What do behavioral economists and psychologists know about fundraising and philanthropy that you don’t – yet!

The field of behavioral economics deals with the influence and, at times, irrationality of human behavior in the context of economic decision-making. In the past three decades, the field of economics has been transformed by the understanding and acceptance that human and psychological behavior – not rational thinking – can better predict decisions made in the economic sphere.

There is growing interest, research, and application of behavioral economics and behavioral psychology in the fields of fundraising, philanthropy, and altruism, too. Yet despite the advancement of this field, there is a surprising lack of demonstrated application of these theories in the actions and operations of the nonprofit community. The integration of these concepts into strategic and tactical fundraising may have a dramatic, positive impact on the fundraising success of institutions.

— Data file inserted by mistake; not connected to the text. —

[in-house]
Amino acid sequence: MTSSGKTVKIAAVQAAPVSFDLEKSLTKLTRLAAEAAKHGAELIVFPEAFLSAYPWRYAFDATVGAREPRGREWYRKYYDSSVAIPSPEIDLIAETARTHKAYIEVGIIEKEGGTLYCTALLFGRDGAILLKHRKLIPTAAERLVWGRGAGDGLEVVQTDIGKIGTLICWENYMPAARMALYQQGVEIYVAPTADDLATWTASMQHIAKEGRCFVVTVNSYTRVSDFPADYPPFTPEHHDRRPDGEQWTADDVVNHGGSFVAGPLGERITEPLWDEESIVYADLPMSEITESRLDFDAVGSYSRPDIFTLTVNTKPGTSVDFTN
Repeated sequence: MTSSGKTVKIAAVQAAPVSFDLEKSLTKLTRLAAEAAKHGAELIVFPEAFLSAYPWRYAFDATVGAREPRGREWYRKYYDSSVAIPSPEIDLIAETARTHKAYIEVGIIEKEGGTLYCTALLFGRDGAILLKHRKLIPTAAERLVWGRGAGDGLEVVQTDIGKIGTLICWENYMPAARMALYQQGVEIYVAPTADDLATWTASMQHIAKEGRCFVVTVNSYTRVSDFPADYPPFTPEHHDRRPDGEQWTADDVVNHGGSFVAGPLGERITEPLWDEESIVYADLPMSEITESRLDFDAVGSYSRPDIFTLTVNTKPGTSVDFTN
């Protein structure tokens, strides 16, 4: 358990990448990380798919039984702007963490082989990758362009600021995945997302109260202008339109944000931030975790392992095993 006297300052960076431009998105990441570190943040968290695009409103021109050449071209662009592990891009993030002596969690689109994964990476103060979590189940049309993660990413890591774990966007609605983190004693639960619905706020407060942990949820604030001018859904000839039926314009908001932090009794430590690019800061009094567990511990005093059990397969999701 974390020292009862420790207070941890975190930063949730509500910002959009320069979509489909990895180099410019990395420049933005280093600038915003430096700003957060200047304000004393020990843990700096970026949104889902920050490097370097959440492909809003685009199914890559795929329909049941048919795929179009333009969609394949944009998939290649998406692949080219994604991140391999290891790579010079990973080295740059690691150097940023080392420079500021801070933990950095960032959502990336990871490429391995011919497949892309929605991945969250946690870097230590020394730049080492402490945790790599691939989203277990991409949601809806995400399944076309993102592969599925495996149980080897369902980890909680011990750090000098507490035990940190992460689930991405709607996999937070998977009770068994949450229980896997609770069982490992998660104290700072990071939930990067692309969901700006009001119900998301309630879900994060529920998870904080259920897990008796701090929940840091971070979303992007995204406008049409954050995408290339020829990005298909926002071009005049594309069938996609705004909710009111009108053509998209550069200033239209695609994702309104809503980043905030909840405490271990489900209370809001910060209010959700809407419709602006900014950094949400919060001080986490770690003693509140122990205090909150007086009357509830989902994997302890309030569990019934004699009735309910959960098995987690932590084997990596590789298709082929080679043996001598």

"What are people buying when the give money away? Is pure altruism possible? Who benefits from grants to charities and subsidies to givers? Is religious giving different? Which fundraising approaches 'work,' and is more charity always better? Questions like these make philanthropy and fundraising among the most dynamic research areas in economics today."

Description of James Andreoni’s Economics of Philanthropy and Fundraising

This seminar is like no other and is an informative, entertaining, and useful presentation on the art and science of giving and getting?

The most important line on the pledge card?

  • Why January 1st might be the most important day of the year?

  • What can a volunteer say in a phone call that increases giving 23%?

  • Do matching challenges work? Are 2:1, 3:1 or 4:1?

  • When asking for $5 is better than $25?

You'll learn about:

  1. Principles and discoveries in human behavior and behavioral economics.

  2. What you don't know about yourself and your donors.

  3. Real world examples where these principles are put to work.

  4. Putting these ideas to work in your next solicitation.